Push Science

Mobile: What not to measure

How’s your mobile solution doing? Great success or epic failure?  How does your organization even measure success or failure when it comes to mobile?

For many retailers, mobile is simply considered to be e-commerce on a smaller screen.  And I would guess that unless those retailers are eBay, the performance of their mobile initiatives might not be living up to expectations.

Retailers have long been accustomed to distinct distribution channels- in-store, online, direct mail order (i.e the multi-channel environment) – that can each be isolated and measured by well established metrics: total sales, sales/hour, conversion rates, basket sizes, etc.

Recently, however, the retail landscape has undergone a major metamorphosis. The age of “agile commerce” has arrived and each previously well-defined “channel” has now transformed into one-of-many customer “touch points”, with mobile clearly leading the way as the new touch point of choice.

The problem is that the traditional metrics for measuring retail success are predominantly based on transactions. And even though smartphones are widely used for shopping related activities, mobile is still very much in its infancy when it comes to transactions.  According to an April 2011 Google think insights report (PDF), of smartphone users who made a purchase as a result of using a smartphone while shopping, 76% still made the transaction in-store, 59% made an online purchase using a computer, while only 35% have made a transaction using their smartphone.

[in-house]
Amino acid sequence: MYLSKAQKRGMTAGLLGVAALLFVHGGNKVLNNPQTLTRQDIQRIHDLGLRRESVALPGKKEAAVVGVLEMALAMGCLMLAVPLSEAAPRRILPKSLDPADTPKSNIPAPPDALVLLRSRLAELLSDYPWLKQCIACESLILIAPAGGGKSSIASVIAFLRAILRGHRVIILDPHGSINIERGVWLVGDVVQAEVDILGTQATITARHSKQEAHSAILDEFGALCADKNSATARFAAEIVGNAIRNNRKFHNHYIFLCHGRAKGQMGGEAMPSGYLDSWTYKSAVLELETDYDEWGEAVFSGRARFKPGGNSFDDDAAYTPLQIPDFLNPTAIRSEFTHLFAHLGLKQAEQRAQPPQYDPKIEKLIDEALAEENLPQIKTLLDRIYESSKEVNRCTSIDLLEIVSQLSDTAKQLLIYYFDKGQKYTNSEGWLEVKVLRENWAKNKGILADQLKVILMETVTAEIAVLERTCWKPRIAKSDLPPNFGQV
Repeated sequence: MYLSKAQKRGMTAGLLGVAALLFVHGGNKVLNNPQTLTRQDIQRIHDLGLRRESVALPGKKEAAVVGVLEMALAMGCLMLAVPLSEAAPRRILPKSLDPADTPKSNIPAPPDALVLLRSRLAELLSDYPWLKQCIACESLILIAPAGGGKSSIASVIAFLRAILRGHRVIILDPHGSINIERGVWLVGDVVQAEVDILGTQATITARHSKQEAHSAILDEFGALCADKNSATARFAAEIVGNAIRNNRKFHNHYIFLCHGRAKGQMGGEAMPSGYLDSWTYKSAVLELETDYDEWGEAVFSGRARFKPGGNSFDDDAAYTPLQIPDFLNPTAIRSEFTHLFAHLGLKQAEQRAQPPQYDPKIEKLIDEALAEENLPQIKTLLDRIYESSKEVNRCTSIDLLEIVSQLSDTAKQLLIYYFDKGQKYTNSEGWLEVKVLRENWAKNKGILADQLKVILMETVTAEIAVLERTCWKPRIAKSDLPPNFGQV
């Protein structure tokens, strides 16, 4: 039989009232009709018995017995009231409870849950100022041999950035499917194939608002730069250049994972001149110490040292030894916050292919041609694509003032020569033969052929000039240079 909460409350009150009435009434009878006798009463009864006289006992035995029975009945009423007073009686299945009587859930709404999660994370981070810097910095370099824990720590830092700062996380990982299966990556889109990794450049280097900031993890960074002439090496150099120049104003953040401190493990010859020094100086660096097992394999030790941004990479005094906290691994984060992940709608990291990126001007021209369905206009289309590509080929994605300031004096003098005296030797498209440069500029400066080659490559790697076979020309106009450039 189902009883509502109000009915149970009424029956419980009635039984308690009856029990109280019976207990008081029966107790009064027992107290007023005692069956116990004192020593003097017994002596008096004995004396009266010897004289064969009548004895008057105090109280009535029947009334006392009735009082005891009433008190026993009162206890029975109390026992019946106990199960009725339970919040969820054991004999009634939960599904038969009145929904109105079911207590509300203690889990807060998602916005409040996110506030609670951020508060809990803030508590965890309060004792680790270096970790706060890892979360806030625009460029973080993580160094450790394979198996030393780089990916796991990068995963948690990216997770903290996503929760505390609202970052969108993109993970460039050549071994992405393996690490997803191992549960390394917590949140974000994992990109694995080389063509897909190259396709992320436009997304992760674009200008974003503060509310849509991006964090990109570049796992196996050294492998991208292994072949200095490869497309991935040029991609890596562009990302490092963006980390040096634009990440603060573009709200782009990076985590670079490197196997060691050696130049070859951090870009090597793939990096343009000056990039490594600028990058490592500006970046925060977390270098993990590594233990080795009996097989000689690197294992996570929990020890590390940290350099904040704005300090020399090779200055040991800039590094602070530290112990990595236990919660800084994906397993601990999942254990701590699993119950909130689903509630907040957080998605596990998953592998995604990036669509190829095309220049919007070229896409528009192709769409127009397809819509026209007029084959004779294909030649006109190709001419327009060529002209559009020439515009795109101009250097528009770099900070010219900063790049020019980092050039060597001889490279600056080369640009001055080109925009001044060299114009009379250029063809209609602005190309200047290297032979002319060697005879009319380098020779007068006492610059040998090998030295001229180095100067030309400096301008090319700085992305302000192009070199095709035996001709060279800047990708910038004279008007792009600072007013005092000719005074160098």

Retailers need to recognize that mobile presently serves to augment the shopping experience for customers, rather than to act as a new point of sale.  The numbers tell all: 2011 will see an estimated $6 Billion of mobile transactions (Forrester Mobile Commerce Forecast 2011), whereas mobile is estimated to influence $230 Billion of  total brick & mortar and online sales (Booz & Co, Shoppers on the Go).

Mobile’s true power lies in the influence that it has over all the other retail touch points and in the engagement it provides consumers. Consequently, when it comes to measuring the success of a mobile initiative, retailers need to start thinking about KPI’s that are better suited to reflect these roles. These metrics might include:

  • app downloads and installs
  • number of active users
  • time spent on app
  • user loyalty and recency of visits
  • push messaging metrics – open rates / actions taken
  • mobile offer redemption
  • barcode scans
  • user generated content

So retailers, don’t set your mobile initiative up for failure by measuring success with transaction-based metrics that don’t yet apply.  Recognize that ROI will come in different forms, and we are all just starting to learn how mobile’s influence will culminate in this new age of agile commerce.

On October 4th, we will be conducting a Webinar with NRF-ARTS on the 9 Keys for Mobile Retail Success, in which we cover the KPI’s and ROI of mobile retail, along with lots of other useful examples and tips. I highly recommend you sign up now.

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